Think you know? You might be surprised!
The best way to protect yourself—and others—from getting sick, handwashing is pretty basic advice. But, just as a reminder, we’re sharing some useful information about when and how.
When to wash your hands
- Before, during, and after preparing food
- Before eating food
- Before and after caring for someone who is sick
- After blowing your nose, coughing, or sneezing
- After handling shared objects
- Before and after treating a cut or wound
- After using the toilet
- Before inserting/removing contact lenses
- Before flossing your teeth
- After helping someone else (like kids) with any personal care
How to wash your hands
- Remove any hand or arm jewellery.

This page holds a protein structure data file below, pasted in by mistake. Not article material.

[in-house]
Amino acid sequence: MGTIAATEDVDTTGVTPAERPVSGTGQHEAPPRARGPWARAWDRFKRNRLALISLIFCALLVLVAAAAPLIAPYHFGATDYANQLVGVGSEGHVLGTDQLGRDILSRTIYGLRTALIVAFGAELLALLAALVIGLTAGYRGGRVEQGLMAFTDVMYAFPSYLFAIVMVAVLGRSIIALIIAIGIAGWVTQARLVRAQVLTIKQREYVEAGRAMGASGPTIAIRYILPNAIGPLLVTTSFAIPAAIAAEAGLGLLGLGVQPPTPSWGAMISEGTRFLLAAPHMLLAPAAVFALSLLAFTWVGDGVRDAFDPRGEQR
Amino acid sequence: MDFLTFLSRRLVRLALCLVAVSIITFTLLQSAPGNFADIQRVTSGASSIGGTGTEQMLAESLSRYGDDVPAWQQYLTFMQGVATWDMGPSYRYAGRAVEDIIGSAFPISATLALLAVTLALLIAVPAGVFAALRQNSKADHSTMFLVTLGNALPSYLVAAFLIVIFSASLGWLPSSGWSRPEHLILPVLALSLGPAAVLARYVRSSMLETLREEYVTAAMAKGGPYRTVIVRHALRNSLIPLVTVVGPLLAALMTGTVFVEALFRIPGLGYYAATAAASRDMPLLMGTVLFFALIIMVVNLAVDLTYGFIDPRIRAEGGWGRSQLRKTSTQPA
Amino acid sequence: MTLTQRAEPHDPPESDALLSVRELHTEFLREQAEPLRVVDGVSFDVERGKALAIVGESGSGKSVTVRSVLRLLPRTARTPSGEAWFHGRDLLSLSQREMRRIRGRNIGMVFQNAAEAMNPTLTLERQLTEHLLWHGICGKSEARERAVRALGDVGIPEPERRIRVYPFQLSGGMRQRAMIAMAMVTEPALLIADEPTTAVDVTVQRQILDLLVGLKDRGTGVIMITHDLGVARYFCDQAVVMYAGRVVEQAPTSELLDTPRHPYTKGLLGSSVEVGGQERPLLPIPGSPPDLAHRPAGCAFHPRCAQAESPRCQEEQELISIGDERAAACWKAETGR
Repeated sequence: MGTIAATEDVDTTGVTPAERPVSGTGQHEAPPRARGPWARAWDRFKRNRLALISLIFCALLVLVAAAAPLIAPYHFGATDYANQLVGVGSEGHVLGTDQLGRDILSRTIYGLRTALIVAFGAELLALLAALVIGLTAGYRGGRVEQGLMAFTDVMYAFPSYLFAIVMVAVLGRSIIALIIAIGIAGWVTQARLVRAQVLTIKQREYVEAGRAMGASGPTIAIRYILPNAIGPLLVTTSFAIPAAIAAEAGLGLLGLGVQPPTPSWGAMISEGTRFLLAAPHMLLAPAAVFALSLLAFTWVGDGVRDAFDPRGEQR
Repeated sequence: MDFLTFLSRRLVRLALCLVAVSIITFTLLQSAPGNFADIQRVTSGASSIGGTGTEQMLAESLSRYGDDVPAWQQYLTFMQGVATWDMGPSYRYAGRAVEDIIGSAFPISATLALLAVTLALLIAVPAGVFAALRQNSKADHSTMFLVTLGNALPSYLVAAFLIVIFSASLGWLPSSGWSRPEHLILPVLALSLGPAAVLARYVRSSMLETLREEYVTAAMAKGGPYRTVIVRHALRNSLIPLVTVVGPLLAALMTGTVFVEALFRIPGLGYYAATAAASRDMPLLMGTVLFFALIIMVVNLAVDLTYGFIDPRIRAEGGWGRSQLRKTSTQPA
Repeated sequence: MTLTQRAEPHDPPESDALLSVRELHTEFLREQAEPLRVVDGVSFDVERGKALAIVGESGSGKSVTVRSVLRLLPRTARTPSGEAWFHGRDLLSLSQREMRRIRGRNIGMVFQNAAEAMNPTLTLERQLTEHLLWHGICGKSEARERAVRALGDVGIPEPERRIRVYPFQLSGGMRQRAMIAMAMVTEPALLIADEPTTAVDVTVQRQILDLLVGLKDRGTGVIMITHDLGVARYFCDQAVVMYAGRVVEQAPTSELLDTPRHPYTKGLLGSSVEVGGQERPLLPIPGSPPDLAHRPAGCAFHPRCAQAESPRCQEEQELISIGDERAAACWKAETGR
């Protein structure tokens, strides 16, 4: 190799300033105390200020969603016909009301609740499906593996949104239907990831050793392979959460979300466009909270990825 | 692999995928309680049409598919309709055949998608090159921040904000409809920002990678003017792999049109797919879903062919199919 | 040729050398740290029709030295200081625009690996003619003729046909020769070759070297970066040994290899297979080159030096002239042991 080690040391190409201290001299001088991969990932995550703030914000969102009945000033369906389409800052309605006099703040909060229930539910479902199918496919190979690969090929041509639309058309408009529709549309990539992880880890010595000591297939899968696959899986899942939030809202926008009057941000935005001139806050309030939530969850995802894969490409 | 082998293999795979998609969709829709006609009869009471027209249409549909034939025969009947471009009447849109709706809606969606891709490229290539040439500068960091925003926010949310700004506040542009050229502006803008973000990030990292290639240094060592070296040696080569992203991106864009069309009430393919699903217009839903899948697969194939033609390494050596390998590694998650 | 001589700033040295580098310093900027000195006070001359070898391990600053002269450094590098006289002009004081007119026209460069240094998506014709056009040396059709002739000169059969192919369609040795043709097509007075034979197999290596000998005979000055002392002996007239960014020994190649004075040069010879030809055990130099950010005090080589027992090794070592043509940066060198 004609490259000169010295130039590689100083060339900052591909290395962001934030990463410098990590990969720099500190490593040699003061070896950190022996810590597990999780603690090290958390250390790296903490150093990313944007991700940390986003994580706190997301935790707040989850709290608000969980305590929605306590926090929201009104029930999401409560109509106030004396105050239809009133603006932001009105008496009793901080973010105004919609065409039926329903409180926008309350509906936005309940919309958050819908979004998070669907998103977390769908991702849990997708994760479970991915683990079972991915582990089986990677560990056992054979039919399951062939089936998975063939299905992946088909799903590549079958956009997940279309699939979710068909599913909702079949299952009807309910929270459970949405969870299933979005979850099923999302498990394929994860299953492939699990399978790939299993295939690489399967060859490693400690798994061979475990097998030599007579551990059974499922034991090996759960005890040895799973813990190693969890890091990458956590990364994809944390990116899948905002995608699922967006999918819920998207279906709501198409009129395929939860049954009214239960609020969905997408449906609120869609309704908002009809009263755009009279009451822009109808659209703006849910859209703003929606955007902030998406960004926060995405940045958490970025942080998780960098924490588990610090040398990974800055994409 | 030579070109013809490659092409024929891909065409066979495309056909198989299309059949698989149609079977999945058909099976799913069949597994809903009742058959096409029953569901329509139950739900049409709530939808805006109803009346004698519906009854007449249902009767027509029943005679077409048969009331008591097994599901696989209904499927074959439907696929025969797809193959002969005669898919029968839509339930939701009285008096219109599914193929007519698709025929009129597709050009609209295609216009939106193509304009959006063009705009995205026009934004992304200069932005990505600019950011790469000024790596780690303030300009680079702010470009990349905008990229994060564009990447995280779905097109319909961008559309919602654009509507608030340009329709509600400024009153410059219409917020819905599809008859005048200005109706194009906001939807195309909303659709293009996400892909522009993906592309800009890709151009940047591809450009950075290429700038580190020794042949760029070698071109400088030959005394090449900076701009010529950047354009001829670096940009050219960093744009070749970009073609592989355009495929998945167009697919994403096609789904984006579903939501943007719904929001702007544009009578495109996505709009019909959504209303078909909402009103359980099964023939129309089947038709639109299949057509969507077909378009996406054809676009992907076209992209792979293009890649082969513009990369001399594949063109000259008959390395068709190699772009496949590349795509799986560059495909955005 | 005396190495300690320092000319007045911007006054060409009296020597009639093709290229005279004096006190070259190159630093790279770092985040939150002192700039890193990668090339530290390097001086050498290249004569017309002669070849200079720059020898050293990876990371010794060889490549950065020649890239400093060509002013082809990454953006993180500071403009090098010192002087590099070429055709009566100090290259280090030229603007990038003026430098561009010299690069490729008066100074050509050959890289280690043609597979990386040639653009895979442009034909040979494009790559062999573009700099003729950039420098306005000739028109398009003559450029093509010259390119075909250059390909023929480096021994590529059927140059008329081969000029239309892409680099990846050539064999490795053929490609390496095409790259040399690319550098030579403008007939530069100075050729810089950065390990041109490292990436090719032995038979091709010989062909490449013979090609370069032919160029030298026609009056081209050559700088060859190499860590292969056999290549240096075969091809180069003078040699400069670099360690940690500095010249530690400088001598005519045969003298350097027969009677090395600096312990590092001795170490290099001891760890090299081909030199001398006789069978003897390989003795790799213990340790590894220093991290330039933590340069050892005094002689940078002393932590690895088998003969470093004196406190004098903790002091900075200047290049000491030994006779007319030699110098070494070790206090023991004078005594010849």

- Wet hands with warm water.
- Apply plain soap (avoid antibacterial soaps) to hands and rub together for 20 seconds (the length of time it takes to sing Happy Birthday—twice).
- Wash the front and back of hands, as well as between fingers and under nails.
- Rinse hands well for 10 seconds under warm running water, using a rubbing motion.
- Wipe and dry hands gently with a paper towel.
- Turn off the tap using the paper towel to avoid re-contaminating your hands. In public bathrooms, use the same paper towel to open the door when you leave.
When soap and water isn’t available
Using an alcohol-based hand sanitizer that contains at least 60 percent alcohol (check the label to be sure) is a second option.
- Apply to the palm of one hand (read the label for correct amount).
- Rub hands together.
- Rub the gel over all the surfaces of your hands and fingers until your hands are dry. This should take around 20 seconds.